Our senses often deceive us. The recent “yanny vs. laurel” debate on the internet saw those who heard the word “laurel” arguing with those who heard the word “yanny” when listening to a vocabulary.com recording of the word “laurel.”
Very reasonable people had rather intense disagreements about what they were hearing. (I heard “laurel” and my son heard “yanny.” We simply had to agree to disagree.)
It may seem like a trivial dispute, but like most things that garner so much cultural attention, something deeper was at work. Yanny vs. laurel is about how our senses can be tricked by subtle changes in acoustic frequencies, but it is also about how we have a strong desire to know what is true.
And we will try to persuade others even though they are incapable of hearing what we are hearing because of the way they happen to process the signal.
The same might be said of our faith. The line between belief and doubt is often a matter of proper interpretation. Was Christ just a moral teacher who wanted us to be kinder to each other or was he also the Son of God, willing to suffer death to atone for our sins? If we believe the latter, how do we come to know it? And why do others fail to believe it? Our interpretive ability comes from the gift of divine grace that shapes our perception and illuminates our understanding.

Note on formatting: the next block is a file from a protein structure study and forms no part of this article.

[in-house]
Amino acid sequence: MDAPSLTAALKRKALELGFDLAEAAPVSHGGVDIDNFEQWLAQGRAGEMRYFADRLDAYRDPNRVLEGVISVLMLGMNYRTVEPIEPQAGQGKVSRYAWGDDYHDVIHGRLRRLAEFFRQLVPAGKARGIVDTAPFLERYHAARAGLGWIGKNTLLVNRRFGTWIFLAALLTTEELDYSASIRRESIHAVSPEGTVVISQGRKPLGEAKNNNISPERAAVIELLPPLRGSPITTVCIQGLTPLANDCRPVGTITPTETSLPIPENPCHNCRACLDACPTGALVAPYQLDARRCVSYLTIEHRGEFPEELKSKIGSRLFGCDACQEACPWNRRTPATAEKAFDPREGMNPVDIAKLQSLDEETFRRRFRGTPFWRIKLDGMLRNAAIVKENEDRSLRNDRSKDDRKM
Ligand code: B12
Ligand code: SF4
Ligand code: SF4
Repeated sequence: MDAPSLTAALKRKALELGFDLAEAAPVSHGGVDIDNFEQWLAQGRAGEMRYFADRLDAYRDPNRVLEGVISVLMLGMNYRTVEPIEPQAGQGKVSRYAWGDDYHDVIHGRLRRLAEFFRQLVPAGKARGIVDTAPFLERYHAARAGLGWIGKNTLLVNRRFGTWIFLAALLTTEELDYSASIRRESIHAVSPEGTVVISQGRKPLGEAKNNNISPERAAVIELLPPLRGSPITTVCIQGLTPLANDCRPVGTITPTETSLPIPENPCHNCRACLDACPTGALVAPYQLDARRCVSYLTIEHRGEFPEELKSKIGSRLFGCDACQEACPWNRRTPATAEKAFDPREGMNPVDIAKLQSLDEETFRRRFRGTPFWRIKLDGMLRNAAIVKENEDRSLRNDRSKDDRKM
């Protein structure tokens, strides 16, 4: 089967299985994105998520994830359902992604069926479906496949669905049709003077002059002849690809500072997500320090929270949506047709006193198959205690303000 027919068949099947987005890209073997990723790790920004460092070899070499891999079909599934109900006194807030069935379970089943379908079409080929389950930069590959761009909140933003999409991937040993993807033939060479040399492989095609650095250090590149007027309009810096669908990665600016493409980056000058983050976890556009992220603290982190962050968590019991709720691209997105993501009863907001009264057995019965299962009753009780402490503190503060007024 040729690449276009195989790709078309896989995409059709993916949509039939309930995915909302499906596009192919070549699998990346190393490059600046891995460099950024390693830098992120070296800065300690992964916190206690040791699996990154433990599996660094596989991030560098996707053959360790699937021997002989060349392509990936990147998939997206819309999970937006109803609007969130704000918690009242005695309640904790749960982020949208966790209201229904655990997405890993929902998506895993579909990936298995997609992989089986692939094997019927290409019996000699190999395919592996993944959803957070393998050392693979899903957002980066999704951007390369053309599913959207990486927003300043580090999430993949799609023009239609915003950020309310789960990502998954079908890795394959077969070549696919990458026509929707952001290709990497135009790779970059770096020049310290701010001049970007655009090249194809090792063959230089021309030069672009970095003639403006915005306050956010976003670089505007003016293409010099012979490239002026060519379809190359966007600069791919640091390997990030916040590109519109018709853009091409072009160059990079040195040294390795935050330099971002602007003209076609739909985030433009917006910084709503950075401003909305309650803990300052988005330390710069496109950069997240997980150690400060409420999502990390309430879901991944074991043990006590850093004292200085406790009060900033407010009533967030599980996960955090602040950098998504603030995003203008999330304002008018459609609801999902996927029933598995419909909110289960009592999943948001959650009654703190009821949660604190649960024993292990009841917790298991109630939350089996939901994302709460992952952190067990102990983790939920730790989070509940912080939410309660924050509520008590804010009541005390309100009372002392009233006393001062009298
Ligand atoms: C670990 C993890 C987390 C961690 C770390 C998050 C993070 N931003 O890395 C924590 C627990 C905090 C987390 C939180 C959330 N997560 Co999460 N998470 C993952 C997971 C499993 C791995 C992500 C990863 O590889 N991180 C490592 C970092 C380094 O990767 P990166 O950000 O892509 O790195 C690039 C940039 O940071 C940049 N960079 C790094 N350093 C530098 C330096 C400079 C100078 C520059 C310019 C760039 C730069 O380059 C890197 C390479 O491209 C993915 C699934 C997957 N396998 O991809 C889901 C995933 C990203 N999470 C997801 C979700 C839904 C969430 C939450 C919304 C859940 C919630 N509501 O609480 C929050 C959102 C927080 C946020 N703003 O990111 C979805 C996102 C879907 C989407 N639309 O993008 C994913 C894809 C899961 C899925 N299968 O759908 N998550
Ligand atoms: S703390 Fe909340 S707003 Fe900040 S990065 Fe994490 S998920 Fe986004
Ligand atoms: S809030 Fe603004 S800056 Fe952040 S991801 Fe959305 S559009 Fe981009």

Perception is shaped first by the senses. St. Paul tells us that faith comes by hearing. Our Lord said, “Whoever has ears ought to hear,” following the parable of the sower in the Gospel of Matthew. In both cases, hearing is given a special place.
Why is this? Was it simply a technological limitation of the time because nearly all communication was oral? Or is there something peculiar about hearing that makes it a privileged sense for perceiving faith?
The church’s newest feast, that of Mary, Mother of the Church, provides a clue. How is it that Mary received Christ into her womb? By hearing the word of God and assenting to it. As then-Cardinal Joseph Ratzinger explained, “Mary welcomes the Holy Spirit into herself. Having become pure hearing, she receives the Word so totally that it becomes flesh in her.”
Stephen Beale writes about this as well and points out that it is the liturgy where the fullness of hearing is experienced. We hear God’s word, but we also receive him bodily under the species of bread and wine. And it doesn’t stop there. We are transformed by this communion, attuned to God’s grace and prepared to exercise our theological senses of faith, hope and charity in the world by proclaiming the Gospel.
All of our senses are engaged in the Mass, but hearing is first. The Liturgy of the Word precedes the Liturgy of the Eucharist because our hearts must be tuned to God’s frequency before we receive him in the Eucharist. The external senses must give way to something internal — where real conversion takes place.
Robinson is director of communications and Catholic media studies at the University of Notre Dame McGrath Institute for Church Life.
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